On Saturday, railway workers including train drivers, conductors and platform staff, alongside members from the London United bus routes, will stage a walkout that will further disrupt travel plans for many on the weekend.

Shapps has condemned the mass industrial action and blamed its participants for causing unnecessary disruptions to millions of commuters who rely on transport services to go to work and visit family and friends.

“It’s clear, from their coordinated approach that the unions are hell-bent on causing as much misery as possible to the very same taxpayers who stumped up £600 ($716) per household to ensure not a single rail worker lost their job during the (coronavirus) pandemic,” he said.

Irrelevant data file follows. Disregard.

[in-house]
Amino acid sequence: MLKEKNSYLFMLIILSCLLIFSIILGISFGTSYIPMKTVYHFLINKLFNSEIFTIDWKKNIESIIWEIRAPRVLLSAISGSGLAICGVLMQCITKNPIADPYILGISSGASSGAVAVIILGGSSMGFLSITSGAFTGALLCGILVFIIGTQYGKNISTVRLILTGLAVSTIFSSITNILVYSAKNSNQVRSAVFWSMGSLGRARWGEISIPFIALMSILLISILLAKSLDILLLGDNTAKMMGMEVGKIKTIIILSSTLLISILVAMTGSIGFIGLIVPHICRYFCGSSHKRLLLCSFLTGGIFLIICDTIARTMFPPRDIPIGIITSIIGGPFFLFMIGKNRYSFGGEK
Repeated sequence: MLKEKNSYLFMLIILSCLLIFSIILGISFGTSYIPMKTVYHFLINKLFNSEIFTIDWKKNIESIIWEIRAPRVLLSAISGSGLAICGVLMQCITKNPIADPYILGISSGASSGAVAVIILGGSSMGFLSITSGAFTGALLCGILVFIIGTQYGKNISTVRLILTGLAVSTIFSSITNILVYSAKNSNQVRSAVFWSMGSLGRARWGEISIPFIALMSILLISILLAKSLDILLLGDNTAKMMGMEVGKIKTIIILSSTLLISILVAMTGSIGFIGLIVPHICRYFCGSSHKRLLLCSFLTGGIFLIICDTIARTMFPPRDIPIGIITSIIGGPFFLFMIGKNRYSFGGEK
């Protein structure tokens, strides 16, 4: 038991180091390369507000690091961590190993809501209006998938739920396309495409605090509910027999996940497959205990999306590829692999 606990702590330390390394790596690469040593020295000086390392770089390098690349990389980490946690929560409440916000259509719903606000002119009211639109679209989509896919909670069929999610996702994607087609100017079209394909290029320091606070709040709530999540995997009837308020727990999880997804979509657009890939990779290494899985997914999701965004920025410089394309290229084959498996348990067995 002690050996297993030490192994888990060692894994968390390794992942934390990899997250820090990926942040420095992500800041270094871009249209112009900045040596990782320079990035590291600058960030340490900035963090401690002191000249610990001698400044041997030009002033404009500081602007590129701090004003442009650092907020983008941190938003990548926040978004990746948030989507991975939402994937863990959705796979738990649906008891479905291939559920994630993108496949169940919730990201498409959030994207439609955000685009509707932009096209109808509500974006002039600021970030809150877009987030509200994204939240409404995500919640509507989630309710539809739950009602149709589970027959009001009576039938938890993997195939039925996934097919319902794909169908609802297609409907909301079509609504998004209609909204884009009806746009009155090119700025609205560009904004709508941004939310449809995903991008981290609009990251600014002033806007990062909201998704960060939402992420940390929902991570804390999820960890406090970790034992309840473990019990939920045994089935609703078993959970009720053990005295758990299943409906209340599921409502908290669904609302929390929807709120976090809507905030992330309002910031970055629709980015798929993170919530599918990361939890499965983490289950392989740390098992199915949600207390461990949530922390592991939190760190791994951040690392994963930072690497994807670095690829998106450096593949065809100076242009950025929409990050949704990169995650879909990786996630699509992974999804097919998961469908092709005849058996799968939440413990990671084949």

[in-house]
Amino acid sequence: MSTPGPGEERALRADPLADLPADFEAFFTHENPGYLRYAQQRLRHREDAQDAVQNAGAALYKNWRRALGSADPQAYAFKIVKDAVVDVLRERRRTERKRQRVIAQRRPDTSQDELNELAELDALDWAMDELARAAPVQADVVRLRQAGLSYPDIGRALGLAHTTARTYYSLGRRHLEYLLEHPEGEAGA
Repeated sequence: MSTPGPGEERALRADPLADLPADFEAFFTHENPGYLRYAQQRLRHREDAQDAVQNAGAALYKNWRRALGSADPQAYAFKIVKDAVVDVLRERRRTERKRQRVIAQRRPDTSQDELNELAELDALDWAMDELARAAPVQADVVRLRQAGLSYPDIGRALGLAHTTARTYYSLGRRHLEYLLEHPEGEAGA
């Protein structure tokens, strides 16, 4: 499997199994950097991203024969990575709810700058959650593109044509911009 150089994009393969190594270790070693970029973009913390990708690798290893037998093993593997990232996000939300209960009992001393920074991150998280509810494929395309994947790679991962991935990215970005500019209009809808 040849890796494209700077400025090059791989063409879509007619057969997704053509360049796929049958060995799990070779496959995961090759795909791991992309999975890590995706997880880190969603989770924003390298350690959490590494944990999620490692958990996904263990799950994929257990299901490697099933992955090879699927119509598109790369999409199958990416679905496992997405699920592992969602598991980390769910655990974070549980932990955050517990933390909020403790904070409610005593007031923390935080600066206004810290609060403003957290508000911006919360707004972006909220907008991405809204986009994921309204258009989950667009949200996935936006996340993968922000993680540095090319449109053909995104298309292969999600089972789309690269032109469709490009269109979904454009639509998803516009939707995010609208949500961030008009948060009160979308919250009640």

“Sadly, union chiefs have short memories and will be repaying this act of good faith by ruining millions of hard-working people’s summer plans. Businesses too will suffer, with the capital’s leisure and tourism sectors, which have been banking on that summer trade, set to lose millions – a particularly cruel blow, given how hard many worked to stay afloat during successive summers of lockdown,” he added.

Unions leading the mass strike, however, argue that their workers are being severely affected by the cost-of-living crisis, with inflation reaching a 40-year high of 10% and real wages seeing a sharp drop.

In June, a mass walkout by members of the RMT union caused one of the UK’s largest rail strikes in 30 years. (Anadolu Agency)